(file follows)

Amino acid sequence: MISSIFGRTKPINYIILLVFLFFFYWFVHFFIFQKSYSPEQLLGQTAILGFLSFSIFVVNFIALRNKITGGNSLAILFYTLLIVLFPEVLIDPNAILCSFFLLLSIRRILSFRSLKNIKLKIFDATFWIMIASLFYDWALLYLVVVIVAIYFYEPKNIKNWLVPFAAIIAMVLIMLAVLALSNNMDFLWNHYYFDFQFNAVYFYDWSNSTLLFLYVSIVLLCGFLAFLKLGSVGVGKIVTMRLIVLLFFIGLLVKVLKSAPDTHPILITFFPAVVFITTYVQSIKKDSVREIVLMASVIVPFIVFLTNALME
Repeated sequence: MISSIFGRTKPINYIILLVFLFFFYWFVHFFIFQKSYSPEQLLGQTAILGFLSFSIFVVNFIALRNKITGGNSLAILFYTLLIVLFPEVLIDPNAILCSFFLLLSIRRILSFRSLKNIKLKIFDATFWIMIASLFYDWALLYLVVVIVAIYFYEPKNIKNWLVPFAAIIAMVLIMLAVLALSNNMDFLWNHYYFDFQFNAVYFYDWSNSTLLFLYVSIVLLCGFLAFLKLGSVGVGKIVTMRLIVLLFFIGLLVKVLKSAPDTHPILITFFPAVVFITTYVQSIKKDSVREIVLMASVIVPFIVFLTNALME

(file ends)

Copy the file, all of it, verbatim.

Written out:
Amino acid sequence: MISSIFGRTKPINYIILLVFLFFFYWFVHFFIFQKSYSPEQLLGQTAILGFLSFSIFVVNFIALRNKITGGNSLAILFYTLLIVLFPEVLIDPNAILCSFFLLLSIRRILSFRSLKNIKLKIFDATFWIMIASLFYDWALLYLVVVIVAIYFYEPKNIKNWLVPFAAIIAMVLIMLAVLALSNNMDFLWNHYYFDFQFNAVYFYDWSNSTLLFLYVSIVLLCGFLAFLKLGSVGVGKIVTMRLIVLLFFIGLLVKVLKSAPDTHPILITFFPAVVFITTYVQSIKKDSVREIVLMASVIVPFIVFLTNALME
Repeated sequence: MISSIFGRTKPINYIILLVFLFFFYWFVHFFIFQKSYSPEQLLGQTAILGFLSFSIFVVNFIALRNKITGGNSLAILFYTLLIVLFPEVLIDPNAILCSFFLLLSIRRILSFRSLKNIKLKIFDATFWIMIASLFYDWALLYLVVVIVAIYFYEPKNIKNWLVPFAAIIAMVLIMLAVLALSNNMDFLWNHYYFDFQFNAVYFYDWSNSTLLFLYVSIVLLCGFLAFLKLGSVGVGKIVTMRLIVLLFFIGLLVKVLKSAPDTHPILITFFPAVVFITTYVQSIKKDSVREIVLMASVIVPFIVFLTNALME